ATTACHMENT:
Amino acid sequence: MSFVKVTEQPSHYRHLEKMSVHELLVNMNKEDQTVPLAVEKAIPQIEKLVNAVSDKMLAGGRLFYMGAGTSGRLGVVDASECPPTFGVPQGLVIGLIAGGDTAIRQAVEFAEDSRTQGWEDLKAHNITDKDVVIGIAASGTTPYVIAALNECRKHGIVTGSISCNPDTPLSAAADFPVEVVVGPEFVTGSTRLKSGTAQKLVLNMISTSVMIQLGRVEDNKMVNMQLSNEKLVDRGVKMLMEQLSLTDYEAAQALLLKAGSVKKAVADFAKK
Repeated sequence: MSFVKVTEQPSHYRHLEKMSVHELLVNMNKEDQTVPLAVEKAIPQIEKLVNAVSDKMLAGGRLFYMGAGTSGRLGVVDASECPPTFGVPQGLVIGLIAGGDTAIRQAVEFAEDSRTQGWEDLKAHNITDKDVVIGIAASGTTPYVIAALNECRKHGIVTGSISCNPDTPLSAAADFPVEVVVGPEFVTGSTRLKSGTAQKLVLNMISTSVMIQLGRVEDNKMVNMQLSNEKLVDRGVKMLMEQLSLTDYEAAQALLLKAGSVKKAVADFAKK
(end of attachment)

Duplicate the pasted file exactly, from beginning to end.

Amino acid sequence: MSFVKVTEQPSHYRHLEKMSVHELLVNMNKEDQTVPLAVEKAIPQIEKLVNAVSDKMLAGGRLFYMGAGTSGRLGVVDASECPPTFGVPQGLVIGLIAGGDTAIRQAVEFAEDSRTQGWEDLKAHNITDKDVVIGIAASGTTPYVIAALNECRKHGIVTGSISCNPDTPLSAAADFPVEVVVGPEFVTGSTRLKSGTAQKLVLNMISTSVMIQLGRVEDNKMVNMQLSNEKLVDRGVKMLMEQLSLTDYEAAQALLLKAGSVKKAVADFAKK
Repeated sequence: MSFVKVTEQPSHYRHLEKMSVHELLVNMNKEDQTVPLAVEKAIPQIEKLVNAVSDKMLAGGRLFYMGAGTSGRLGVVDASECPPTFGVPQGLVIGLIAGGDTAIRQAVEFAEDSRTQGWEDLKAHNITDKDVVIGIAASGTTPYVIAALNECRKHGIVTGSISCNPDTPLSAAADFPVEVVVGPEFVTGSTRLKSGTAQKLVLNMISTSVMIQLGRVEDNKMVNMQLSNEKLVDRGVKMLMEQLSLTDYEAAQALLLKAGSVKKAVADFAKK